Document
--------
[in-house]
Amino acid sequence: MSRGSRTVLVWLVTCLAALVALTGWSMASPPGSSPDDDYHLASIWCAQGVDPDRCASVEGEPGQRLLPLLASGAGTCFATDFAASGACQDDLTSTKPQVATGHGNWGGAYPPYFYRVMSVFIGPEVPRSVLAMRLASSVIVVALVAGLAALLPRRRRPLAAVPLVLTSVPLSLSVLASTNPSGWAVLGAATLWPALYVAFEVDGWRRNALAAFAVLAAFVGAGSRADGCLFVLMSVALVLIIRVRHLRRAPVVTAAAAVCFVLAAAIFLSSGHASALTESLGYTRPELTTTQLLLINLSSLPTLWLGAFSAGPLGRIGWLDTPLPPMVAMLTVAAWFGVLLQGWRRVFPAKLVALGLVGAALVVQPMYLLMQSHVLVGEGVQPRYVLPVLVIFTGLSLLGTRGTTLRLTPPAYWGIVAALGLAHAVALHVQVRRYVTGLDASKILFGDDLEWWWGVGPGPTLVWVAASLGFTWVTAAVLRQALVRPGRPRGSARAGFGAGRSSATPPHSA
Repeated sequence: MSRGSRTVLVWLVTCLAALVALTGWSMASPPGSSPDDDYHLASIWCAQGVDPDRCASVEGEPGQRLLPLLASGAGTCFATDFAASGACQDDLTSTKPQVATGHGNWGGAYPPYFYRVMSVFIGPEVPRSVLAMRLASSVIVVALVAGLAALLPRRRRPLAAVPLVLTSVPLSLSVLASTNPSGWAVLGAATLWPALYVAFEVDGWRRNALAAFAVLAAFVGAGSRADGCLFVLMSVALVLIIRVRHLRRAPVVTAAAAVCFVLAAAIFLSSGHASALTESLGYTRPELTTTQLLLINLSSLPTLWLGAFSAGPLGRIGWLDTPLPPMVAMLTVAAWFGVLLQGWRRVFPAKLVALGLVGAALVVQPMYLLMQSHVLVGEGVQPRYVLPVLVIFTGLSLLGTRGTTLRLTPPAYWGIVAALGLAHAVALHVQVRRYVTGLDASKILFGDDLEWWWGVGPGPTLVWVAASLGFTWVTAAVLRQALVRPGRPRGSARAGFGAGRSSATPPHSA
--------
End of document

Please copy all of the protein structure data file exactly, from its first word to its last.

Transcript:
[in-house]
Amino acid sequence: MSRGSRTVLVWLVTCLAALVALTGWSMASPPGSSPDDDYHLASIWCAQGVDPDRCASVEGEPGQRLLPLLASGAGTCFATDFAASGACQDDLTSTKPQVATGHGNWGGAYPPYFYRVMSVFIGPEVPRSVLAMRLASSVIVVALVAGLAALLPRRRRPLAAVPLVLTSVPLSLSVLASTNPSGWAVLGAATLWPALYVAFEVDGWRRNALAAFAVLAAFVGAGSRADGCLFVLMSVALVLIIRVRHLRRAPVVTAAAAVCFVLAAAIFLSSGHASALTESLGYTRPELTTTQLLLINLSSLPTLWLGAFSAGPLGRIGWLDTPLPPMVAMLTVAAWFGVLLQGWRRVFPAKLVALGLVGAALVVQPMYLLMQSHVLVGEGVQPRYVLPVLVIFTGLSLLGTRGTTLRLTPPAYWGIVAALGLAHAVALHVQVRRYVTGLDASKILFGDDLEWWWGVGPGPTLVWVAASLGFTWVTAAVLRQALVRPGRPRGSARAGFGAGRSSATPPHSA
Repeated sequence: MSRGSRTVLVWLVTCLAALVALTGWSMASPPGSSPDDDYHLASIWCAQGVDPDRCASVEGEPGQRLLPLLASGAGTCFATDFAASGACQDDLTSTKPQVATGHGNWGGAYPPYFYRVMSVFIGPEVPRSVLAMRLASSVIVVALVAGLAALLPRRRRPLAAVPLVLTSVPLSLSVLASTNPSGWAVLGAATLWPALYVAFEVDGWRRNALAAFAVLAAFVGAGSRADGCLFVLMSVALVLIIRVRHLRRAPVVTAAAAVCFVLAAAIFLSSGHASALTESLGYTRPELTTTQLLLINLSSLPTLWLGAFSAGPLGRIGWLDTPLPPMVAMLTVAAWFGVLLQGWRRVFPAKLVALGLVGAALVVQPMYLLMQSHVLVGEGVQPRYVLPVLVIFTGLSLLGTRGTTLRLTPPAYWGIVAALGLAHAVALHVQVRRYVTGLDASKILFGDDLEWWWGVGPGPTLVWVAASLGFTWVTAAVLRQALVRPGRPRGSARAGFGAGRSSATPPHSA